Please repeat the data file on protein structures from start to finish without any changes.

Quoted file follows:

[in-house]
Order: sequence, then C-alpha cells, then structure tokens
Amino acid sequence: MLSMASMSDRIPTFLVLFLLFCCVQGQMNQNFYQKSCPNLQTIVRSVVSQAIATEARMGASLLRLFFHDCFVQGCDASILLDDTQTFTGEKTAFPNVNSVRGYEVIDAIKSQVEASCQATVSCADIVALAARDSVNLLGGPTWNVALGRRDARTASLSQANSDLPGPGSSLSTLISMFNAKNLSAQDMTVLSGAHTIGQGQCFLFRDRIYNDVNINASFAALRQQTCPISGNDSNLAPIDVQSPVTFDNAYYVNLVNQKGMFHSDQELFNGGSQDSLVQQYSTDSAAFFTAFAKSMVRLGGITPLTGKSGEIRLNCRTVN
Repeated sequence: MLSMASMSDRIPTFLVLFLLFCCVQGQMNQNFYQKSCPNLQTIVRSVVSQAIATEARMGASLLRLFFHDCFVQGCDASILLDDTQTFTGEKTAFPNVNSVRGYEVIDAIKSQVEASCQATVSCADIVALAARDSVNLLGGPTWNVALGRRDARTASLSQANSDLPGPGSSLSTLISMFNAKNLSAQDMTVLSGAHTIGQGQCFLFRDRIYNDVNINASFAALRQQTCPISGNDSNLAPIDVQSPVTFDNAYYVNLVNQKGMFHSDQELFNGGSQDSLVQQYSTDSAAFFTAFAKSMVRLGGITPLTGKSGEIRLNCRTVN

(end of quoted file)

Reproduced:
[in-house]
Order: sequence, then C-alpha cells, then structure tokens
Amino acid sequence: MLSMASMSDRIPTFLVLFLLFCCVQGQMNQNFYQKSCPNLQTIVRSVVSQAIATEARMGASLLRLFFHDCFVQGCDASILLDDTQTFTGEKTAFPNVNSVRGYEVIDAIKSQVEASCQATVSCADIVALAARDSVNLLGGPTWNVALGRRDARTASLSQANSDLPGPGSSLSTLISMFNAKNLSAQDMTVLSGAHTIGQGQCFLFRDRIYNDVNINASFAALRQQTCPISGNDSNLAPIDVQSPVTFDNAYYVNLVNQKGMFHSDQELFNGGSQDSLVQQYSTDSAAFFTAFAKSMVRLGGITPLTGKSGEIRLNCRTVN
Repeated sequence: MLSMASMSDRIPTFLVLFLLFCCVQGQMNQNFYQKSCPNLQTIVRSVVSQAIATEARMGASLLRLFFHDCFVQGCDASILLDDTQTFTGEKTAFPNVNSVRGYEVIDAIKSQVEASCQATVSCADIVALAARDSVNLLGGPTWNVALGRRDARTASLSQANSDLPGPGSSLSTLISMFNAKNLSAQDMTVLSGAHTIGQGQCFLFRDRIYNDVNINASFAALRQQTCPISGNDSNLAPIDVQSPVTFDNAYYVNLVNQKGMFHSDQELFNGGSQDSLVQQYSTDSAAFFTAFAKSMVRLGGITPLTGKSGEIRLNCRTVN